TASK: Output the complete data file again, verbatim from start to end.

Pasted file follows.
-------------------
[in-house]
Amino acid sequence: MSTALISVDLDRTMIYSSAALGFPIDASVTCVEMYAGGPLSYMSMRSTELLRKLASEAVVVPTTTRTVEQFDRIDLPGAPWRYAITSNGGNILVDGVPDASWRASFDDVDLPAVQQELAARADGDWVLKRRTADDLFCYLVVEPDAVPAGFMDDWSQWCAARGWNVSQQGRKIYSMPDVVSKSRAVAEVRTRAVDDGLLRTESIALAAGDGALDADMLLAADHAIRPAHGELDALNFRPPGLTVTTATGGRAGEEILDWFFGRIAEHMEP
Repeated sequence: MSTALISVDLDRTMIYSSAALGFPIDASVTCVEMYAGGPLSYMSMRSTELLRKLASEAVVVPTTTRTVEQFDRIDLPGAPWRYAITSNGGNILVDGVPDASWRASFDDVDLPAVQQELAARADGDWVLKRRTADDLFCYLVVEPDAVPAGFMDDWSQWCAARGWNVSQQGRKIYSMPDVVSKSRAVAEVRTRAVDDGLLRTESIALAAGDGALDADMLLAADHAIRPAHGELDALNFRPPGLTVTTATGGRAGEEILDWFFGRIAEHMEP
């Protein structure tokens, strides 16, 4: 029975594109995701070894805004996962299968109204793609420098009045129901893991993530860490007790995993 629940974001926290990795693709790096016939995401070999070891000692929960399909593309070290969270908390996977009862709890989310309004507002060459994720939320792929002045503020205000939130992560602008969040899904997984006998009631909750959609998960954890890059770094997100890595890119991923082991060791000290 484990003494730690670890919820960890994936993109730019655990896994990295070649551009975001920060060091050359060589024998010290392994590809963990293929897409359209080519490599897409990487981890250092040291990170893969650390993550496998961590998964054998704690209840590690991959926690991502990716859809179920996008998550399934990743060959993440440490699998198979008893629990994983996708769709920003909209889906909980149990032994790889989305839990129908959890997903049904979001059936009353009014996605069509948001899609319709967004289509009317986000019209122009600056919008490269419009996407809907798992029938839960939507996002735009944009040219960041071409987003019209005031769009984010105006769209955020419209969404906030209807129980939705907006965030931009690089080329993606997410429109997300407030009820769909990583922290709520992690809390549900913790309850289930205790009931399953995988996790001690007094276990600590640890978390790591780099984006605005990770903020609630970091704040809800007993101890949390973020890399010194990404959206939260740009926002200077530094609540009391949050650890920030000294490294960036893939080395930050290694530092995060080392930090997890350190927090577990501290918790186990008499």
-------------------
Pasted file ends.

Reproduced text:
[in-house]
Amino acid sequence: MSTALISVDLDRTMIYSSAALGFPIDASVTCVEMYAGGPLSYMSMRSTELLRKLASEAVVVPTTTRTVEQFDRIDLPGAPWRYAITSNGGNILVDGVPDASWRASFDDVDLPAVQQELAARADGDWVLKRRTADDLFCYLVVEPDAVPAGFMDDWSQWCAARGWNVSQQGRKIYSMPDVVSKSRAVAEVRTRAVDDGLLRTESIALAAGDGALDADMLLAADHAIRPAHGELDALNFRPPGLTVTTATGGRAGEEILDWFFGRIAEHMEP
Repeated sequence: MSTALISVDLDRTMIYSSAALGFPIDASVTCVEMYAGGPLSYMSMRSTELLRKLASEAVVVPTTTRTVEQFDRIDLPGAPWRYAITSNGGNILVDGVPDASWRASFDDVDLPAVQQELAARADGDWVLKRRTADDLFCYLVVEPDAVPAGFMDDWSQWCAARGWNVSQQGRKIYSMPDVVSKSRAVAEVRTRAVDDGLLRTESIALAAGDGALDADMLLAADHAIRPAHGELDALNFRPPGLTVTTATGGRAGEEILDWFFGRIAEHMEP
């Protein structure tokens, strides 16, 4: 029975594109995701070894805004996962299968109204793609420098009045129901893991993530860490007790995993 629940974001926290990795693709790096016939995401070999070891000692929960399909593309070290969270908390996977009862709890989310309004507002060459994720939320792929002045503020205000939130992560602008969040899904997984006998009631909750959609998960954890890059770094997100890595890119991923082991060791000290 484990003494730690670890919820960890994936993109730019655990896994990295070649551009975001920060060091050359060589024998010290392994590809963990293929897409359209080519490599897409990487981890250092040291990170893969650390993550496998961590998964054998704690209840590690991959926690991502990716859809179920996008998550399934990743060959993440440490699998198979008893629990994983996708769709920003909209889906909980149990032994790889989305839990129908959890997903049904979001059936009353009014996605069509948001899609319709967004289509009317986000019209122009600056919008490269419009996407809907798992029938839960939507996002735009944009040219960041071409987003019209005031769009984010105006769209955020419209969404906030209807129980939705907006965030931009690089080329993606997410429109997300407030009820769909990583922290709520992690809390549900913790309850289930205790009931399953995988996790001690007094276990600590640890978390790591780099984006605005990770903020609630970091704040809800007993101890949390973020890399010194990404959206939260740009926002200077530094609540009391949050650890920030000294490294960036893939080395930050290694530092995060080392930090997890350190927090577990501290918790186990008499």